posted on November 23, 2012 |
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Futurists like Ray Kurzweil have long predicted that one day computers would have computational ability that rivals that of the human brain. Until now, one of the biggest hurdles has been limiting the energy required to process trillions of calculations.
The human brain uses about 20 W of power to process all of the information that is being fed to it by our senses. In comparison a computer that could process information equal to the human brain would consume around 100 MW of power, roughly enough energy to power 1 million homes for an hour.
To move past this major stumbling block scientists at IBM’s Brain Lab have begun leveraging the innovations of three seemingly disparate fields, supercomputing, neuroscience and nanotechnology, into a new paradigm that they call cognitive computing.
The thrust of cognitive computing’s new direction lays in its redefinition of what a computer should do. IBM researcher Dr. John Arthur defines the problem this way:
“The purpose of these Neuro-morphic chips is to build systems that do things efficiently that computers do poorly. So current computers are great at adding numbers… but they do really poorly at recognizing people faces and recognizing objects… something that our brains do really, really well at. The hope is that we can build very large systems that can do recognition tasks in an automatic way.”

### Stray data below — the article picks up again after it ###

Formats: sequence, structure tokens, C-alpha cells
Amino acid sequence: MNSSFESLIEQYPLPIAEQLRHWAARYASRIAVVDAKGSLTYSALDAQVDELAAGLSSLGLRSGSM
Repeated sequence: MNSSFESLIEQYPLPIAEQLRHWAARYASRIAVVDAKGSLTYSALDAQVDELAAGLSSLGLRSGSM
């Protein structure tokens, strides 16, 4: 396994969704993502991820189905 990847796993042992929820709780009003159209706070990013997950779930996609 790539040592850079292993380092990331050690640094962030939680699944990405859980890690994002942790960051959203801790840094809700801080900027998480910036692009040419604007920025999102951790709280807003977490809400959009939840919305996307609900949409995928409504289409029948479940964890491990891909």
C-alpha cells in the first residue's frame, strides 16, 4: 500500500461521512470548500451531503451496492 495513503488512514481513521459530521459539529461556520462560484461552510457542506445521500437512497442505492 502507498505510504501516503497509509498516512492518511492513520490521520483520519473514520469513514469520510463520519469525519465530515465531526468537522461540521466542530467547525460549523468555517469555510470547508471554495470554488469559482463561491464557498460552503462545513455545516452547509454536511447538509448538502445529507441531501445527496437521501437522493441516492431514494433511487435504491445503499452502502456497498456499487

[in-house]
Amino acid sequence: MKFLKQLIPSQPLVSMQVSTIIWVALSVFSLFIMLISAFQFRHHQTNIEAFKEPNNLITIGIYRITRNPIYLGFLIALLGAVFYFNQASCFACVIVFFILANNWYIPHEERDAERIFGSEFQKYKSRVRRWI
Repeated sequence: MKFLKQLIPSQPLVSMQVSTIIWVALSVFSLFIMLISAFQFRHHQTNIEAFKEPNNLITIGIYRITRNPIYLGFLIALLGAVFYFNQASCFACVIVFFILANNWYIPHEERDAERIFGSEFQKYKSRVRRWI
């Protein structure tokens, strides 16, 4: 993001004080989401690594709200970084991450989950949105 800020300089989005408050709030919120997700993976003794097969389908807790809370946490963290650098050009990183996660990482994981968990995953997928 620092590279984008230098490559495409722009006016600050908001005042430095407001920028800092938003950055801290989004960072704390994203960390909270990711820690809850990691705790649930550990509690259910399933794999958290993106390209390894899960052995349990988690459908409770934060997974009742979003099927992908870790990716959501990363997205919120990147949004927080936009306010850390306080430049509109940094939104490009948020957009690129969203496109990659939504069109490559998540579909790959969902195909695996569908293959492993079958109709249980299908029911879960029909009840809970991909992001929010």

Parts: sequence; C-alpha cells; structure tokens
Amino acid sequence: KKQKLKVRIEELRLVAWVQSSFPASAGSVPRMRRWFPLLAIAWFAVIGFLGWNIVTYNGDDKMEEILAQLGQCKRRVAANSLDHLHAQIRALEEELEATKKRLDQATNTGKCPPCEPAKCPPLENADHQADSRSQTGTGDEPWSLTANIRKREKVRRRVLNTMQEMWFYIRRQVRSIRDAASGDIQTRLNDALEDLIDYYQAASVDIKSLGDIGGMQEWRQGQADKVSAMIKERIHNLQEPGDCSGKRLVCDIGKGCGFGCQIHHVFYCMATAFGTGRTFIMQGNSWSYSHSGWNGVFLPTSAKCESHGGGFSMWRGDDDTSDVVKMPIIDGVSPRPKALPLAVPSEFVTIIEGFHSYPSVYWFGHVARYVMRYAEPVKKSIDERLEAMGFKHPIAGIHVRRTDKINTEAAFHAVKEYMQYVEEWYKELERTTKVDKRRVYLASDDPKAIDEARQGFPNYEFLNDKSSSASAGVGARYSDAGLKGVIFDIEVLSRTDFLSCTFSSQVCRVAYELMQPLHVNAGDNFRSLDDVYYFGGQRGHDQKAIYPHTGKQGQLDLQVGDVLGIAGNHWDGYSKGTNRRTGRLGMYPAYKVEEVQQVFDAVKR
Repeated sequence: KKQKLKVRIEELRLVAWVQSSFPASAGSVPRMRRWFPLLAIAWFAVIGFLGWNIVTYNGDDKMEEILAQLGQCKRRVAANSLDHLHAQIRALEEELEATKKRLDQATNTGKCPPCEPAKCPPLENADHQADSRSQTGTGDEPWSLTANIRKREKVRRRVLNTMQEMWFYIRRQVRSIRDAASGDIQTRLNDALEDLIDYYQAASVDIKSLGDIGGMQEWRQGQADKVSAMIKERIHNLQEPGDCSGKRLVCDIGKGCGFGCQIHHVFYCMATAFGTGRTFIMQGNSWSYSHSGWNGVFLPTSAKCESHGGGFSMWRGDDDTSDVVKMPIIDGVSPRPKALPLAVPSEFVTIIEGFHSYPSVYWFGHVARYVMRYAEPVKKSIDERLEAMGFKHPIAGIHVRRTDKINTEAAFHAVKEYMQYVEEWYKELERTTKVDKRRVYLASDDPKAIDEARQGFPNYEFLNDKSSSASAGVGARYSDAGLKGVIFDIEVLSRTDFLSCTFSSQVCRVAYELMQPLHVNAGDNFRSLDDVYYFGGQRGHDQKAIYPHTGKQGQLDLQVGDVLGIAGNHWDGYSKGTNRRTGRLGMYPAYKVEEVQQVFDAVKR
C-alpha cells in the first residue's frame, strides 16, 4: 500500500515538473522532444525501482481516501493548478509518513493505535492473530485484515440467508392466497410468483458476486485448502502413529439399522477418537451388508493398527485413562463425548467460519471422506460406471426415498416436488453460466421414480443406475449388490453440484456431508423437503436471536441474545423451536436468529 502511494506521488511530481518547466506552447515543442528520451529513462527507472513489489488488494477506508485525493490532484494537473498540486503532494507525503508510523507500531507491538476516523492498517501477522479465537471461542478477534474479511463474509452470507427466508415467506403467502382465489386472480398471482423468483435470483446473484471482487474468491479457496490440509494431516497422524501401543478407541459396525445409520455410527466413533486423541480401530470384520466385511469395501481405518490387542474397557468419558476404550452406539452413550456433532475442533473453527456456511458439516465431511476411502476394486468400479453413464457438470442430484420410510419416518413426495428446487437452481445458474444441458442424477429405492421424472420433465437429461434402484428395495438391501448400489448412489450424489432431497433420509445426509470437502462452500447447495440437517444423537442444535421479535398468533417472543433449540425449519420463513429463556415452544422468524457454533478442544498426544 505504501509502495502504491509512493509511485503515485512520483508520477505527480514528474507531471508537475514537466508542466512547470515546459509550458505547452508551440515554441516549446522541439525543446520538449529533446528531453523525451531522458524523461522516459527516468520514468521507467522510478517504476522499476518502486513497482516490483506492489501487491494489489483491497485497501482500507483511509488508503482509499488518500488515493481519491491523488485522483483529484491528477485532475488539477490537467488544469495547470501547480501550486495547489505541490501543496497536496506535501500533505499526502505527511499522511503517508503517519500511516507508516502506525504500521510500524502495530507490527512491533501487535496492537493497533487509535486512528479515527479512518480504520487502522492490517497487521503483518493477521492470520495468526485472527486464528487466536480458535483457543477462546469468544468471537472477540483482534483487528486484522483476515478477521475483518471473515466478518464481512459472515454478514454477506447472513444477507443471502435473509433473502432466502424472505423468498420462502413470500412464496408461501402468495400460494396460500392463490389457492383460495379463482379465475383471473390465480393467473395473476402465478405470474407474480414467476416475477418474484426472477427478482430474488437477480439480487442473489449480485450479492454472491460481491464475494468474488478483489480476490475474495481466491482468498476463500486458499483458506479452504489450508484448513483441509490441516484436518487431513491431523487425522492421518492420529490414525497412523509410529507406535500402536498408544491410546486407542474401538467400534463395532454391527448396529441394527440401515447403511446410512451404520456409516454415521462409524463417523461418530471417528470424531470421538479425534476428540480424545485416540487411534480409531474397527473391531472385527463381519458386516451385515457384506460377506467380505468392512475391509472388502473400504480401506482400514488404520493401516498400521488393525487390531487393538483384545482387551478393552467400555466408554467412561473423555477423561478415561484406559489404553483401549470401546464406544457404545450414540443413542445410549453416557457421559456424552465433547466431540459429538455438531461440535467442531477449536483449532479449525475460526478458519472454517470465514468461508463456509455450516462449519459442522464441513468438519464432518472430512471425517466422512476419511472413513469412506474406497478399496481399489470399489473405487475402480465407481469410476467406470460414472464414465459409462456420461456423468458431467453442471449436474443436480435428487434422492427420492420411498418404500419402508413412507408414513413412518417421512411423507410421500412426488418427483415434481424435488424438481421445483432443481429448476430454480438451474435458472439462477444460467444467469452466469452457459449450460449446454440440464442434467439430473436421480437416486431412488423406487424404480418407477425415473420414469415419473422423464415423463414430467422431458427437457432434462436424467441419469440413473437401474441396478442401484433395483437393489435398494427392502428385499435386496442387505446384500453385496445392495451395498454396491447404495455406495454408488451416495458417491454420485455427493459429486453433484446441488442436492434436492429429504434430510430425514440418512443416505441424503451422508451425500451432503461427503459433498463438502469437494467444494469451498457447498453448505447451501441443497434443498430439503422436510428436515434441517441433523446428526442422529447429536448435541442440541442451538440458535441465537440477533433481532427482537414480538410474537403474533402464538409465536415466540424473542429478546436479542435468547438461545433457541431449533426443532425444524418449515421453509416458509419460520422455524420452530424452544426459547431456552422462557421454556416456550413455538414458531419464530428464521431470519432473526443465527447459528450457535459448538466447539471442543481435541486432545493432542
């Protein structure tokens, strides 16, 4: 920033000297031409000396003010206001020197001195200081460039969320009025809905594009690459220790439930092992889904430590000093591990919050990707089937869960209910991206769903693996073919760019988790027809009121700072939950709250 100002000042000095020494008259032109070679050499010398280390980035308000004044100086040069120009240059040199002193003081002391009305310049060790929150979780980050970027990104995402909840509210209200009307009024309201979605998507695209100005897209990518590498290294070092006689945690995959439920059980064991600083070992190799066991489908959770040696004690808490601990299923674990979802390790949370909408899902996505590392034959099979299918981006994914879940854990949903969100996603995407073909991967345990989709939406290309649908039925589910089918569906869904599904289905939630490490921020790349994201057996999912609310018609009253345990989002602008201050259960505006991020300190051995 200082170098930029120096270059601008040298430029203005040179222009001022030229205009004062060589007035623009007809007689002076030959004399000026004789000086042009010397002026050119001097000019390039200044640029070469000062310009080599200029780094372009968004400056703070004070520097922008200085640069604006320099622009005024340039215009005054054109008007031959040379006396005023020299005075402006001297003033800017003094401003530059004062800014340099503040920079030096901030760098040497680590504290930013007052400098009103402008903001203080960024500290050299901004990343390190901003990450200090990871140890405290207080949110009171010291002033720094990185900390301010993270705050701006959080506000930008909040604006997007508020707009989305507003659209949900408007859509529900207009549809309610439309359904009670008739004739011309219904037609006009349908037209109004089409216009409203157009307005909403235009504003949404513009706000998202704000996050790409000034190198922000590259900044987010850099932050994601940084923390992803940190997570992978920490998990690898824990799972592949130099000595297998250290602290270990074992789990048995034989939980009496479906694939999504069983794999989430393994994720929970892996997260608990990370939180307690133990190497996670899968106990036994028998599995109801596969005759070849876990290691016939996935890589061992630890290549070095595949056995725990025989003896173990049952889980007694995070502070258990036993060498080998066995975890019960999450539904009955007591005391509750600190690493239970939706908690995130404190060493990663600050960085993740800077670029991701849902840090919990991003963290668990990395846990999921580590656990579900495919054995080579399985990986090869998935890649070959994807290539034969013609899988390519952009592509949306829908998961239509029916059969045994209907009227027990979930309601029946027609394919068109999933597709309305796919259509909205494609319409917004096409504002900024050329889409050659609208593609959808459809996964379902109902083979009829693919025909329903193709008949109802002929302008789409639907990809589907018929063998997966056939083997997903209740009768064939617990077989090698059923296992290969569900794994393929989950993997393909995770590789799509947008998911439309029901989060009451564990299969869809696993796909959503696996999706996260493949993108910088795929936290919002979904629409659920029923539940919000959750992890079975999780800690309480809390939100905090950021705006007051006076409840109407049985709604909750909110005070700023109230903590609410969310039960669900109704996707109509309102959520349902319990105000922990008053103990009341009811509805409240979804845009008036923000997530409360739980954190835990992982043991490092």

To reach a point where computers are capable of completing recognition tasks the Brain Lab is building their systems around two symbolic features, “Neurons” and “Synapses”.
In this system the Neurons are chips that send and receive signals from other neurons within their local sphere. Neurons are divided into two groups, excitatory and inhibitory. When sending a signal, excitatory neurons will activate other neurons in their local sphere. In contrast, when an inhibitory neuron fires off a signal its neighbors are inhibited from reacting.
Synapses, while not at the core of signal generation, are equally as important. Synapses serve as the pathways through which neural signals travel. As the system generates more and more signals, synaptic connections evolve to have greater value based on the amount of signals that pass over a signal synapse. Adding this weighted value trains the neurons to send signals over the most effective routes.
By defining the most effective means of transporting information IBM’s system can reduce processing time by focusing on only the neurons and synapses that are within the active communication network. This “event-driven” method of processing closely resembles the way that the human brain processes signals.
While IBM is making notable progress down the road to a functional artificial human brain they haven’t created one yet. Some optimistic futurists believe that projects like Blue Brain will “exceed human intellectual capacity by around 2015” but scaling down the power consumption of those projects will require the Brain Lab to make major breakthroughs in a remarkably short amount of time.
Read More about IBMs Alamaden Lab here